corresponding lengths of time. A very ancient form 
may occasionally have lasted much longer than a form 
elsewhere subsequently produced, especially in the case 
of terrestrial productions inhabiting separated districts. 
To compare small things with great ; if the principal 
living and extinct races of the domestic pigeon were 
arranged in serial affinity, this arrangement would not 
closely accord with the order in time of their produc- 
tion, and even less with the order of their disappearance ; 
for the parent rock-pigeon still lives ; and many varieties 
between the rock-pigeon and the carrier have become 
extinct ; and carriers which are extreme in the impor- 
tant character of length of beak originated earlier than 
short-beaked tumblers, which are at the opposite end of 
the series in this respect. 

Closely connected with the statement, that the organic 
remains from an intermediate formation are in some 
degree intermediate in character, is the fact, insisted on 
by all palaeontologists, that fossils from two consecutive 
formations are far more closely related to each other, 
than are the fossils from two remote formations. Pictet 
gives as a well-known instance, the general resem- 
blance of the organic remains from the several stages 
of the Chalk formation, though the species are dis- 
tinct in each stage. Tins fact alone, from its generality, 
seems to have shaken Professor Pictet in his belief 
in the immutability of species. He who is acquainted 
with the distribution of existing species over the globe, 


will not attempt to account for the close resemblance of 
distinct species in closely consecutive formations, by 
the physical conditions of the ancient areas having 
remained nearly the same. Let it be remembered that 
the forms of life, at least those inhabiting the sea, have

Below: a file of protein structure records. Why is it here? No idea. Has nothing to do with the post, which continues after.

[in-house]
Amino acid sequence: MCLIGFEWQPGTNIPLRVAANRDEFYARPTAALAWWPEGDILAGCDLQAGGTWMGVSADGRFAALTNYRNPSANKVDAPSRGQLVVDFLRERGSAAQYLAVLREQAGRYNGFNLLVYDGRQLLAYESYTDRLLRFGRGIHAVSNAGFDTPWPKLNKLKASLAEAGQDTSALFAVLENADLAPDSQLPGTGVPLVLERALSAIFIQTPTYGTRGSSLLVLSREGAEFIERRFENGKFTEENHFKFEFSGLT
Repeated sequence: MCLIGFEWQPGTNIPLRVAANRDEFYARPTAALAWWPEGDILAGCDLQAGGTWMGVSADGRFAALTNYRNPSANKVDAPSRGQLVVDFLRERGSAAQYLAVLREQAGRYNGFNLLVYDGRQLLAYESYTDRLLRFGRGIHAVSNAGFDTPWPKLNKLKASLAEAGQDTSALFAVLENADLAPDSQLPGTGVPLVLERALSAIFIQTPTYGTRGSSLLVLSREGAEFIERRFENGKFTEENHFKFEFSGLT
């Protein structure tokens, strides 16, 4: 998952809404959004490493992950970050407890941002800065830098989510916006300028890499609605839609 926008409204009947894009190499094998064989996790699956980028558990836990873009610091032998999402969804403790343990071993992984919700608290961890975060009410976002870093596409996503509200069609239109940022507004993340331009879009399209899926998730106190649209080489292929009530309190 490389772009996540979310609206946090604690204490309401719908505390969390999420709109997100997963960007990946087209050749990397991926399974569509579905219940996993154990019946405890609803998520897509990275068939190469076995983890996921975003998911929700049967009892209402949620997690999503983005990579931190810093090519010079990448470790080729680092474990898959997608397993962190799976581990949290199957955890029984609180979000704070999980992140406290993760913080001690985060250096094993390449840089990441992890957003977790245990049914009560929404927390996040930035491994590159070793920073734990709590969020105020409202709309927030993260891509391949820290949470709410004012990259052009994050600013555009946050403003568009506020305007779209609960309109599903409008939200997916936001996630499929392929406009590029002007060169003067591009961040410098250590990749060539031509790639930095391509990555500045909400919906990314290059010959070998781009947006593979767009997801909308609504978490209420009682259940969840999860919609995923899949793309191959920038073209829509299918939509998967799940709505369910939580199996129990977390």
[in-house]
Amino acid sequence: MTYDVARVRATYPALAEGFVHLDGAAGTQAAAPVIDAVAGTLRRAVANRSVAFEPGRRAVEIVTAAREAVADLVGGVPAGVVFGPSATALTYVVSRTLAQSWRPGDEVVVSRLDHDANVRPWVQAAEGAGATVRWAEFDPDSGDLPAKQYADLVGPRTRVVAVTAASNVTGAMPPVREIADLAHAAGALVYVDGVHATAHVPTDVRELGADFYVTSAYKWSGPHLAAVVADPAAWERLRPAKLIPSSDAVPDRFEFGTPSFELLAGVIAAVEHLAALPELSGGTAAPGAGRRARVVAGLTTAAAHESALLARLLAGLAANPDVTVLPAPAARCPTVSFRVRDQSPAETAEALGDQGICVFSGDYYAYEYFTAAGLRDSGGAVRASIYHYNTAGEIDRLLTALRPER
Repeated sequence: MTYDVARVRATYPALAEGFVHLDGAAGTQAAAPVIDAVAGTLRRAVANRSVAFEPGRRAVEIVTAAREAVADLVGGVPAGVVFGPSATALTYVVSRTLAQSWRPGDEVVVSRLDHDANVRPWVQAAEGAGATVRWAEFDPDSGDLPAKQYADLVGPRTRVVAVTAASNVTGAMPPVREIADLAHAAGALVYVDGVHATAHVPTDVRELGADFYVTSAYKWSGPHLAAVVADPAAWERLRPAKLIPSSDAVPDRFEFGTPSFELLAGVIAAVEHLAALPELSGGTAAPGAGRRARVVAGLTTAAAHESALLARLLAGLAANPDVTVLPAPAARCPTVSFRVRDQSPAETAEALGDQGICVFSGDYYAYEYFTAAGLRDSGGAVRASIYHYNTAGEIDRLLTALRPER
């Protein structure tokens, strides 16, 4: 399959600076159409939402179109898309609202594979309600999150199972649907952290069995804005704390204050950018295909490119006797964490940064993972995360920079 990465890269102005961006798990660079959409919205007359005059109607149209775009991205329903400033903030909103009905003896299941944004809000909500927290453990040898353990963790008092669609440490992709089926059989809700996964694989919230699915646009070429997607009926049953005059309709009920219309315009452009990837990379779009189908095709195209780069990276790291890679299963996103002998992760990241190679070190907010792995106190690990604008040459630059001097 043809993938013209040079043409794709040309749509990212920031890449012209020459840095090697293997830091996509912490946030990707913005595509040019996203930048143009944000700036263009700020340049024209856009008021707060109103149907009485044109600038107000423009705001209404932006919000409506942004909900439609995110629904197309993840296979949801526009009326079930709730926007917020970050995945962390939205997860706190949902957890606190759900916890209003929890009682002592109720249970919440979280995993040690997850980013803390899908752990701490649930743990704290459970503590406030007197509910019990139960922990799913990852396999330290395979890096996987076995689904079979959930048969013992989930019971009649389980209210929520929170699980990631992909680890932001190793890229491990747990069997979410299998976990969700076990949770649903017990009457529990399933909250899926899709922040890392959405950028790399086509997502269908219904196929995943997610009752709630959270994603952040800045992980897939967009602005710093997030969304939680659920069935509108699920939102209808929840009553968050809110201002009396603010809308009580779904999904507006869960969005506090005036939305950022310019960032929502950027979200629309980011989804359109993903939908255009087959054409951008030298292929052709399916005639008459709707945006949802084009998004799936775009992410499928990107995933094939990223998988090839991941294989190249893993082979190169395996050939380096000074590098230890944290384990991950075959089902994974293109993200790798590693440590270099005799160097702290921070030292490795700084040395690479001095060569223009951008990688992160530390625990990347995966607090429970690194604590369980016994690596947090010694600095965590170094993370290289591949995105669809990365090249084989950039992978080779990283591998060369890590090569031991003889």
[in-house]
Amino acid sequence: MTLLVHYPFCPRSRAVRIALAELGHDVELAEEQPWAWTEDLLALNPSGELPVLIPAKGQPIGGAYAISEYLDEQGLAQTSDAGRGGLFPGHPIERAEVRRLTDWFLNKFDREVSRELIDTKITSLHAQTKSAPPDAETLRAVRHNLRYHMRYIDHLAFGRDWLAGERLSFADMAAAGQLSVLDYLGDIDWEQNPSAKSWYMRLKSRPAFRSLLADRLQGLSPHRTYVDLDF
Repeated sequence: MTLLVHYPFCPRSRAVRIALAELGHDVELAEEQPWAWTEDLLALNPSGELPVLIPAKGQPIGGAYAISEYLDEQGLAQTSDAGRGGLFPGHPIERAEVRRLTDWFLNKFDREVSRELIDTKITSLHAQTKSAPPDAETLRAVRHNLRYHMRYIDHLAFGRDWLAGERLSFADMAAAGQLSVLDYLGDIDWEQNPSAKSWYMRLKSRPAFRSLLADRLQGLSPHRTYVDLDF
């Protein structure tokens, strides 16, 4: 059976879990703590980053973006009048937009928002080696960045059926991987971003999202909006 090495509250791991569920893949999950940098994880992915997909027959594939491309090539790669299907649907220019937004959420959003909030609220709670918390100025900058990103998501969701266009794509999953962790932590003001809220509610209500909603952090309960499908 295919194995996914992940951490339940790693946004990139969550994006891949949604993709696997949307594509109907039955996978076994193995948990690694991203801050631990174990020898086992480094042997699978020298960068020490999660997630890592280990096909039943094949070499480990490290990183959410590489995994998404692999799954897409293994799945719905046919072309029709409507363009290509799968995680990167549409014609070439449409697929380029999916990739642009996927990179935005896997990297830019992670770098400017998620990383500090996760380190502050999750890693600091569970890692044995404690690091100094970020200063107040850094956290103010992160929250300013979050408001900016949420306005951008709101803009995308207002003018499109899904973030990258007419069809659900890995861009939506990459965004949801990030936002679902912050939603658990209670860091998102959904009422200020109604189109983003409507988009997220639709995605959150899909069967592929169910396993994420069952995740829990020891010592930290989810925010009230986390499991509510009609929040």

changed almost simultaneously throughout the world, 
and therefore under the most different climates and con- 
ditions. Consider the prodigious vicissitudes of climate 
during the pleistocene period, which includes the whole 
glacial epoch, and note how little the specific forms of 
the inhabitants of the sea have been affected. 

On the theory of descent, the full meaning of the 
fossil remains from closely consecutive formations being 
closely related, though ranked as distinct species, is 
obvious. As the accumulation of each formation has 
often been interrupted, and as long blank intervals have 
intervened between successive formations, we ought not 
to expect to find, as I attempted to show in the last 
chapter, in any one or in any two formations, all the 
intermediate varieties between the species which 
appeared at the commencement and close of these 
periods : but we ought to find after intervals, very long 
as measured by years, but only moderately long as 
measured geologically, closely allied forms, or, as they 
have been called by some authors, representative species; 
and these assuredly we do find. We find, in short, such 
evidence of the slow and scarcely sensible mutations of 
specific forms, as we have the right to expect 



On the State of Development of Ancient compared with 

Living Forms. 

We have seen in the fourth chapter that the degree 
of differentiation and specialisation of the parts in 
organic beings, when arrived at maturity, is the best 
standard, as yet suggested, of their degree of perfection 
or highness. We have also seen that, as the speciali- 
sation of parts is an advantage to each being, so natural 
selection will tend to render the organisation of each 
being more specialised and perfect, and in this sense